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One of the wonderful surprises of old city directories is finding adverts in the margins and below the regular listings. This one from 1940 advertises Indianapolis Landscape architect, Alembert W. Brayton, Jr.

Not being from the world of landscape architecture, and knowing that much landscape architecture doesn’t withstand time as does regular architecture, how does one judge the longevity and success of this arena? Would love to have someone explain this…

3 responses to “Sunday Ads: Landscape Architect”

  1. Tank says:

    Two words: Olmstead and Kessler. Big ideas, not just pretty backyards…

  2. JG says:

    Well designed landscapes can withstand the test of time quite well. First of all I think you have to address the notion that Landscape Architecture just involves plant design. Landscape Architecture can also involve such things as plazas, patios, low walls, grading of the earth, water features, playgrounds, gazebos, sculpture gardens, and this list goes on. There are many things that can still be witnessed in the landscape that might have been part of the original design. It just depends on the intent. For example Jens Jensen was a famous landscape architect from the Midwest. Most of the landscapes he did were in Chicago, but he did do a design for what is now a part of Marian College. Jens was famous for his native plantings, council rings, water features, and prairies. He used structures like the council rings to draw people out into nature. The council ring and other features can still be seen is on the campus today. It is also now used as a EcoLab. Another famous landscape is Central Park in New York. This space was designed by the “father of landscape architecture”, Fredrick Law Olmstead and Calvert Vaux, a well know Architect of the day. I think we can all agree that this space has held up very well over time and still continues to be used today.

    Just because plants mature and grow, does not mean that they lose their longevity. Quite the contrary. Landscape Architects are actually trained to look at the mature height and size of a plant as well as the size at installation. A good design will actually be even more successful as it matures. There is probably some maintenance that is required over time to make sure a space stay the same, but even a good designer will take this into account.

    Ultimately, I think the success of a landscape or outdoor space is no different than that of a building. Form or aesthetics must always take a back seat to the functionality of the site. Aesthetics will attract people to the space, but it also has to be useable. The best landscapes are used even more today than they were when they were first designed.

    Some local examples are Oldfields at the Indianapolis Museum of Art designed by Percival Gallagher (Olmstead Brothers Landscape Arch. Firm). Now used for art festivals and weddings. The Riverdale Estate by Jens Jensen on the campus of Marion College (www.marian.edu/EcoLab/About/CulturalHistory/Pages/JensJensen.aspx). It is now an EcoLab. Many features of the original design can be seen today.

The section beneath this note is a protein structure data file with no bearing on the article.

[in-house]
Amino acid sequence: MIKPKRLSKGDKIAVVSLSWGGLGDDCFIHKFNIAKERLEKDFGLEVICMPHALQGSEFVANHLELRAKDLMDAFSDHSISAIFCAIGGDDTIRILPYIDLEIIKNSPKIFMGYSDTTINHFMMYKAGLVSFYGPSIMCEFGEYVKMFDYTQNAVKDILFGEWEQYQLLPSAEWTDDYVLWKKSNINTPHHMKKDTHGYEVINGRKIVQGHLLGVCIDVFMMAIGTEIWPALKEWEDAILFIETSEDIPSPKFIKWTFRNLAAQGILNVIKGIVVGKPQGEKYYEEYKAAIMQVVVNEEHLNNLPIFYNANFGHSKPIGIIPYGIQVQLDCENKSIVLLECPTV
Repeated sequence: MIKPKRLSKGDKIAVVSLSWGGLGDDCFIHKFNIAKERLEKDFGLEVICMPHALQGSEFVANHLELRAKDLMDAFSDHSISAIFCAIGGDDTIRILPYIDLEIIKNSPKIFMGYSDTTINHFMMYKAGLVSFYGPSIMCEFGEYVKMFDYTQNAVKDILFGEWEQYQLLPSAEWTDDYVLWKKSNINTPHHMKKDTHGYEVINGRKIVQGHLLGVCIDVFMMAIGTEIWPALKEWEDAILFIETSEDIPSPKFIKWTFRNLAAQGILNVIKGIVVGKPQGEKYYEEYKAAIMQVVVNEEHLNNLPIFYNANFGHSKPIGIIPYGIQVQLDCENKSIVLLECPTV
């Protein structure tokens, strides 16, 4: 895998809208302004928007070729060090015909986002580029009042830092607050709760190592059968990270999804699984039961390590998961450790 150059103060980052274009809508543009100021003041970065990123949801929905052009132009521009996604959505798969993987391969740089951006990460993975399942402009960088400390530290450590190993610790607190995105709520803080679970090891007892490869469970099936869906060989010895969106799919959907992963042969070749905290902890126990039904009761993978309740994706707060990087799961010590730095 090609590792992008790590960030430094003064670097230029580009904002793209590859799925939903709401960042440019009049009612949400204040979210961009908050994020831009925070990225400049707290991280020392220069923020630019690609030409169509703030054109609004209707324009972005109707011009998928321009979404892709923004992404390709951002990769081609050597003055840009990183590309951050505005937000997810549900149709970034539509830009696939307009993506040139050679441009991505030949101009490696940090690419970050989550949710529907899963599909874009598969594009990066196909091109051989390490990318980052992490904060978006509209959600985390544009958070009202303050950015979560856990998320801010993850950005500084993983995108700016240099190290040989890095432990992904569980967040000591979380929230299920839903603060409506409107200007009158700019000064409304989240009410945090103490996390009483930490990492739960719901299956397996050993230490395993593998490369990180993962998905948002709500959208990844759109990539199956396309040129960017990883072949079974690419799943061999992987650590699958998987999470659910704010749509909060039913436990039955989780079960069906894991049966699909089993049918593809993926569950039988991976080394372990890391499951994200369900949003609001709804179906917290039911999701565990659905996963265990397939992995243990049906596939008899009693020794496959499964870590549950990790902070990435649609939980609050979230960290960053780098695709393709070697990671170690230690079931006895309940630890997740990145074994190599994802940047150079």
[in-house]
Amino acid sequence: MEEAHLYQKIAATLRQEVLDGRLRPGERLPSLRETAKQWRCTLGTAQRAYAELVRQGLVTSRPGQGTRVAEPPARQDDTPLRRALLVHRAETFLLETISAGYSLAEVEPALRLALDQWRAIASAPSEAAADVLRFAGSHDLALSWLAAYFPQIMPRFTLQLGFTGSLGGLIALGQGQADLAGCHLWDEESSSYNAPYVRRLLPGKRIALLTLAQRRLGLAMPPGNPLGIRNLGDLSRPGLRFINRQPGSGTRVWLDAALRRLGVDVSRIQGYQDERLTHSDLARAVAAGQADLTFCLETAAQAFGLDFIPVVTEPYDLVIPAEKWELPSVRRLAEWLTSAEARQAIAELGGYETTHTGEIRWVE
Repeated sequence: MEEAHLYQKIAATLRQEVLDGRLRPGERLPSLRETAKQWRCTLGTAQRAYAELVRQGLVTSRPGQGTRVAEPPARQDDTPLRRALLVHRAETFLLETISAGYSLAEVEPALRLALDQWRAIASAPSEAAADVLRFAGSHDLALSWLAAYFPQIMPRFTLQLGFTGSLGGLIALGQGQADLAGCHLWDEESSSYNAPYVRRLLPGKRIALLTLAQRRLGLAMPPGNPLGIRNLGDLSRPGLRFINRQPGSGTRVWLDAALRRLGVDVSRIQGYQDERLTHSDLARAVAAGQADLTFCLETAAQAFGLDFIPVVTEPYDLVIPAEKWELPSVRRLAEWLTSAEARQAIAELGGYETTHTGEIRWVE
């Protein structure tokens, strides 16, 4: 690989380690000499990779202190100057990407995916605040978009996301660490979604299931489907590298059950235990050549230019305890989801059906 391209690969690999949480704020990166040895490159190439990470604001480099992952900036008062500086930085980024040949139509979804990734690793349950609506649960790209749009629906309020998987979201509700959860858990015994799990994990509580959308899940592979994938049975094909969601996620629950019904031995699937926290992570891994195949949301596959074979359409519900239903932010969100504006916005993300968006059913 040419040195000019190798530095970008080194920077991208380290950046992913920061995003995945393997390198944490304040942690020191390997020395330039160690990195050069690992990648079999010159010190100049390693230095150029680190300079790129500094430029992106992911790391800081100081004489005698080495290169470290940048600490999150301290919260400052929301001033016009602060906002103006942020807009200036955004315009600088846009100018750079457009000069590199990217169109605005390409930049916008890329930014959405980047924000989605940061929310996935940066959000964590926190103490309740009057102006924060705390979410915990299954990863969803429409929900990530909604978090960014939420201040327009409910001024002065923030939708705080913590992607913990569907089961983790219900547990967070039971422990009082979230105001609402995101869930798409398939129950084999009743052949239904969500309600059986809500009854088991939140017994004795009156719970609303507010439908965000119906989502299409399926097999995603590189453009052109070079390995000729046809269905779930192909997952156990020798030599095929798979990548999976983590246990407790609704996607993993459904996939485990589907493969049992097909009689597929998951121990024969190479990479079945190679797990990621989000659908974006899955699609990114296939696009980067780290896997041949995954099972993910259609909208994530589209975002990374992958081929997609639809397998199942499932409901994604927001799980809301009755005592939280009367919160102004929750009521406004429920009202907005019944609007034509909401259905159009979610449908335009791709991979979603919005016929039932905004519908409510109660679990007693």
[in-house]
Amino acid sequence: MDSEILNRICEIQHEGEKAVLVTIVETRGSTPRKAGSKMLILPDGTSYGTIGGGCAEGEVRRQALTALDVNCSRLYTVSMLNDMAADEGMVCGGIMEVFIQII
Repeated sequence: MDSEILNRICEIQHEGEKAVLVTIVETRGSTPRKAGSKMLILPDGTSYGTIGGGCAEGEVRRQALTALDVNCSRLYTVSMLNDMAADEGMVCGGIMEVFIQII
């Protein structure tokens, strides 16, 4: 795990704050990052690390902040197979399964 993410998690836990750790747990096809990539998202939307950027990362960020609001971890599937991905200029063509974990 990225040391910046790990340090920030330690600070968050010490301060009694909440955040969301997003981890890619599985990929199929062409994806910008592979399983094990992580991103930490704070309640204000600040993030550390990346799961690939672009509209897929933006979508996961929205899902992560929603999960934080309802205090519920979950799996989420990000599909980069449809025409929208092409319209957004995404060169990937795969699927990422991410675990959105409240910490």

3. Malcolm Cairns says:

    I’m not so sure there’s much of a longevity difference. Prehistoric landscape architecture at the Great Serpent Mound in southern Ohio…still pretty much intact. The Gardens and Palace at Versailles have weathered the same storms. How much of the 1857 architecture of mid-town Manhattan has survived as well as Olmsted’s Central Park created in that year? The problem is sometimes landscape architecture matures to be in disguise, so while the formal design of Grant Park in Chicago (created by filling in Lake Michigan) is perfectly visible a hundred years later, Jens Jensen’s prairie style landscape at Riverdale, the James Allison estate, now the northern edge of Marian College…has, however, blended to “nature”, Jensen’s original intent. But even there, careful preservation work has uncovered long-forgotton ponds, walks, and rockwork, buried by nature, but waiting for rediscovery. Jensen’s formal garden at Riverdale, near the mansion is being loving rehabilitated by a friends of Riverdale group.
    Back to your original post….one problem with landscape architecture and landscape architects, both people and place are often more modest and low key than their building and architect counter parts. Alembert Brayton has been a fascinating mystery to look into. His portfolio from the early 20th century ranges from the Stokely Wheeler Estate and Sommers Estate on Coldspring Road (probably the rock garden at Marian C.), Parks in New Castle and Muncie (where he created the landscape setting and base for Cyrus Dallin’s famous “Appeal to the Great Spirit.”), and work with Lawrence Sheridan at the Indianapolis Parks Department….Washington Park, and Douglass Parks. Earlier in his career, Brayton worked for Carl Fisher in the initial development of Miami Beach. A prolific and prosperous designer….very little, however, has been left of his work as an archival collection …..although the places themselves still preserve his efforts. The office advertised in 1940 moved to Hillside Avenue later and branched out into a construction company as well….they paved the Clermont Speedway, I believe. The business was finally taken over by Mark Holeman, whose landscape architecture company is still on the northside in Castleton.
    The next time you drive along Fall Creek Parkway, visit Garfield or Riverside Parks (Kessler), or get lost in Irvington’s winding roads, tour the IMA grounds of Oldfields (Olmsted Bros.), sit on a bench in University Park (Kessler) downtown, or appreciate the beauty of Crown Hill Cemetery, or play golf at the Broadmoor Country Club (Donald Ross) or visit the Miller House and Garden (Dan Kiley)…..long-lived, but sometimes underappreciated and fragile historic landscapes.

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